The laws are constantly changing, recall the 73rd and 74th amendments of the Indian Constitution in 1992, which create a fortified third tier of the governance i.e. Panchayats and Municipalities, thereby creating a stronger federal decentralisation within the country. Besides these, the dynamic politics and pressure groups, which reflect the diversity of interests so much so that brought to the point where the power centre has to take heed to the opinion emerging from a relatively small community, which had the power to pull down the government. Triple talaq, the case of Sabarimala, Aadhaar project, LGBTIQ+ Rights, judicial activism forcing to fathom deeper into constitutional interpretation to deliver right justice in order to address the broader societal implications and much more witnessed since the last decade. Shifting the focus to a generation of millennials in this decade, causing issues of collective identity, cultural plurality and multi-cultural society in constitutional democracies and the inherent struggle for recognition and demand for sub-national government. The major hindrance is that the strong accord of modern constitutionalism with an idea of ‘national identity’ has become challenging, to sustain/uphold in an increasingly diverse democratic society. It goes to say, “human experience must be decontextualized, and diverse identities extirpated in order to create a single national identity for each State.” In the unstable cultural-sociological, the rushing of the liberal idea of State neutrality forces the explicit recognition of common cultural identity, which seems impossible for the modern laws to be integrative. Thus, a need ensued for the rethinking of modern constitutionalism and uniform laws, in the current scenario, in which demands for recognition of cultural plurality and sub-state demands, are ever more prominent.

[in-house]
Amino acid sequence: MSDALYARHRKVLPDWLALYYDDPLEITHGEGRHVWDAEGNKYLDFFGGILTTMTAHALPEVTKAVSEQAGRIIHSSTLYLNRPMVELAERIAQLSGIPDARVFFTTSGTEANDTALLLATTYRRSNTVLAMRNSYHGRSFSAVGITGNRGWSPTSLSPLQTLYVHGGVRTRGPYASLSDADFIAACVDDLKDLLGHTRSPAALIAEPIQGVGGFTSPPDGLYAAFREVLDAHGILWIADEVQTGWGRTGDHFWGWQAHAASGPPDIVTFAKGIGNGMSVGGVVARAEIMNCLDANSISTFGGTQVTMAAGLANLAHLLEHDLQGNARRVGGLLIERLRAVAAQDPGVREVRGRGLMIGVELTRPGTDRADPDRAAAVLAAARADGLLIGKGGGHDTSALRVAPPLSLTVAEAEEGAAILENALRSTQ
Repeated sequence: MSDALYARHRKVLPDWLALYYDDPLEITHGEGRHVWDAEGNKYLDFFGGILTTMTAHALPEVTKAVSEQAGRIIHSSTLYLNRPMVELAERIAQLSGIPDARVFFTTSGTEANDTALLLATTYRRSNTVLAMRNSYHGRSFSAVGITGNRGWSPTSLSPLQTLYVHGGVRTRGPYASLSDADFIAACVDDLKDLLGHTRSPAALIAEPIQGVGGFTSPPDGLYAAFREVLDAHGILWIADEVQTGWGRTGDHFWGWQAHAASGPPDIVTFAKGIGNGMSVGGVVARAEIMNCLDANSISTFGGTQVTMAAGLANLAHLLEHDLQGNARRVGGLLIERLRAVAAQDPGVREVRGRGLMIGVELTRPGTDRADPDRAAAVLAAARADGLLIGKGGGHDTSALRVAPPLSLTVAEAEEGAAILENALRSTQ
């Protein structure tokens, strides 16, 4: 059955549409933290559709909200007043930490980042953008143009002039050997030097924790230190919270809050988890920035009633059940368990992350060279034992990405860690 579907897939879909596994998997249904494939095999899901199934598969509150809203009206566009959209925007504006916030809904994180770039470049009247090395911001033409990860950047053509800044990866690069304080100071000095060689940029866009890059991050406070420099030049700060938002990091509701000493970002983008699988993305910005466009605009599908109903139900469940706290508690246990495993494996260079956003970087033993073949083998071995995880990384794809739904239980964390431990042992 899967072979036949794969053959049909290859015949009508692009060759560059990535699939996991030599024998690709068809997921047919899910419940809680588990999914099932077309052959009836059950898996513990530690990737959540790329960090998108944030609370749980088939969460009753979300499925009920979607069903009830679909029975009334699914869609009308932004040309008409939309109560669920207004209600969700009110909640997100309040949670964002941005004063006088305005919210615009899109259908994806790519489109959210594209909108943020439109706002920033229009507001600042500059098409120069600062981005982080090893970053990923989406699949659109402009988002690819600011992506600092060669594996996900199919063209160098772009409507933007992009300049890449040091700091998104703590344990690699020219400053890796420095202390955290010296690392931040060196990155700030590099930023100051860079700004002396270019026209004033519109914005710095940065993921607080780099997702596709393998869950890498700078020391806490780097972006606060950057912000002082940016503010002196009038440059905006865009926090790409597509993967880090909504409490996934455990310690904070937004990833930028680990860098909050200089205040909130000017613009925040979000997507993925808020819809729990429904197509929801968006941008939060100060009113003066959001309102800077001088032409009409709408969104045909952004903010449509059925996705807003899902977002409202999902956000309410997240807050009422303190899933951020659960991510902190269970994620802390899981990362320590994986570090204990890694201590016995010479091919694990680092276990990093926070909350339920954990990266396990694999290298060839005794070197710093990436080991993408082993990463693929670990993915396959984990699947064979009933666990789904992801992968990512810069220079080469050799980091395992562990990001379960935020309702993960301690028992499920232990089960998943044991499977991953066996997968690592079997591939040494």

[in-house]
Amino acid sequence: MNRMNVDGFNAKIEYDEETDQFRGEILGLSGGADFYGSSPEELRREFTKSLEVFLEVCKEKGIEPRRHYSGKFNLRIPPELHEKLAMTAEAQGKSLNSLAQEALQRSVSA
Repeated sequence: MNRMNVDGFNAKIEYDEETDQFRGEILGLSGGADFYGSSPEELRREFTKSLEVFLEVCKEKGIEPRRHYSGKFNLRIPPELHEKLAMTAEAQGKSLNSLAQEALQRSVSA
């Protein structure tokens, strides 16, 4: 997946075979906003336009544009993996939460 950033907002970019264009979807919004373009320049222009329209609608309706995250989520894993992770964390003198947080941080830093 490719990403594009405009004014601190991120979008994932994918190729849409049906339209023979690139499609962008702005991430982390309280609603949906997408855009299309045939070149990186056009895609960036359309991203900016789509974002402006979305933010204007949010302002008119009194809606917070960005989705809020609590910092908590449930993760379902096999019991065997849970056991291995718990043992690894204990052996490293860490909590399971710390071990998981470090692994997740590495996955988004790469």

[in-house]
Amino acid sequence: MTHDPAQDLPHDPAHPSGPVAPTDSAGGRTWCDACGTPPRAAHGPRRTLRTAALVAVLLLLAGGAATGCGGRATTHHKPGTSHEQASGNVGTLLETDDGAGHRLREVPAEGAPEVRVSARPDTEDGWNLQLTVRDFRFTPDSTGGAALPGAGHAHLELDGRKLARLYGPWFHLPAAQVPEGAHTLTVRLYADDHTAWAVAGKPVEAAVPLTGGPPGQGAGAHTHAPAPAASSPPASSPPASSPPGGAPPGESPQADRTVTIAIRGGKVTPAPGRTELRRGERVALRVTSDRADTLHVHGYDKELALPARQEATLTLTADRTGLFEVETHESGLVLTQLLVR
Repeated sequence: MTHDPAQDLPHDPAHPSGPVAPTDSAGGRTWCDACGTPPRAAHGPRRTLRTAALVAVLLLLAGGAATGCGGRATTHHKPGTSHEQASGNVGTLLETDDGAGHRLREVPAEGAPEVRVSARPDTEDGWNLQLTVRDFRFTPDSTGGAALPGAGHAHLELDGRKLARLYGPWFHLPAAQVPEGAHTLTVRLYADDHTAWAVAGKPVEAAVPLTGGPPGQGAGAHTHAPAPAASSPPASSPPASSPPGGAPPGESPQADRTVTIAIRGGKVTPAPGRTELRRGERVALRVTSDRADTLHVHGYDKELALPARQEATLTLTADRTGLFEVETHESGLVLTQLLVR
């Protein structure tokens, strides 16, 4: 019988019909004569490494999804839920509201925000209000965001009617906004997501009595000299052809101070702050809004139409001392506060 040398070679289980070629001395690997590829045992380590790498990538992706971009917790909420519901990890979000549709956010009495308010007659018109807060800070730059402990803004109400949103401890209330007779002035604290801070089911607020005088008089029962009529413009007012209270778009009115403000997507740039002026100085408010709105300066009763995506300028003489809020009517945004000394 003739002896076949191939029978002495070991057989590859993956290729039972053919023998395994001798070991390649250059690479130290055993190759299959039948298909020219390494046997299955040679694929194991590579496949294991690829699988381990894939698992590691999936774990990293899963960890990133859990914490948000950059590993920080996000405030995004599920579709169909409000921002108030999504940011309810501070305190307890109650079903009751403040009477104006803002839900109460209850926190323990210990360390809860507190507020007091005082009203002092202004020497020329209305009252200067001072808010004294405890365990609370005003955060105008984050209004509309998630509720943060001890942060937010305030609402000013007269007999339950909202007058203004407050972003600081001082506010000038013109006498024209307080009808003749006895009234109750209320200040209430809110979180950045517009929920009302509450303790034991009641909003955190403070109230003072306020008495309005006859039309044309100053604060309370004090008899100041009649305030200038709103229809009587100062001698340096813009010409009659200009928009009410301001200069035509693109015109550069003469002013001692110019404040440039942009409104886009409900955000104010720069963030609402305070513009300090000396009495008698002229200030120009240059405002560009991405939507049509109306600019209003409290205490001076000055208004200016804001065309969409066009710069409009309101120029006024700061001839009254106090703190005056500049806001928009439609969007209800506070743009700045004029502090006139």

Antonio Negri believed, the ‘ethic’ of constitutional insurgencies is also ‘ethics of transformation’, signifying the power, strength, and movement of the multitude toward contradictions of constitutionalism’s, characterizing life under constitutional code. Constitutionalism needs to stress on,

“the freedom of the members of an open society to change the constitutional rules of mutual recognition and association from time to time as their identities change.”

Justice evolves around the language of communication through constitutional morality, the ‘morality’ as seen as the justification in the eyes of Lord Macaulay for the enactment of Section 377, which changed when read down by the judges, by turning the, then morality upside down, stating that constitutional morality calls for the values that the right to form intimate relationships to be protected as equal and freedom from persecution and humiliation by the law.

The founding fathers of India, BR Ambedkar and Jawaharlal Nehru, explicitly focused on the notion towards aiming for inclusivity in the post-independent India, the profound concept that discrimination against any minority community/population is antithetical to the ethics of constitution and disrespectful to the very people, who have already suffered/oppressed enough.

Although the concept of modern constitutionalism is a long way from the transformation, citing the ambiguous interpretations of the Constitutional law in the daily lives of a common man, eradication the age-old casteism, discriminatory treatment of a large number of diverse sections of Indian society, be it indigenous, women, disabled or on religious sect and building the culture of unity and inclusivity still remains a continuing challenge in India. However, with the recent event of developments on widening the scope of freedom of speech and expression, 2019 being the year of piercing the age-old concepts, for gender recognition and equality, recognition of women promise a change toward India refocusing towards political advocacy and possible reformed legislative amendments.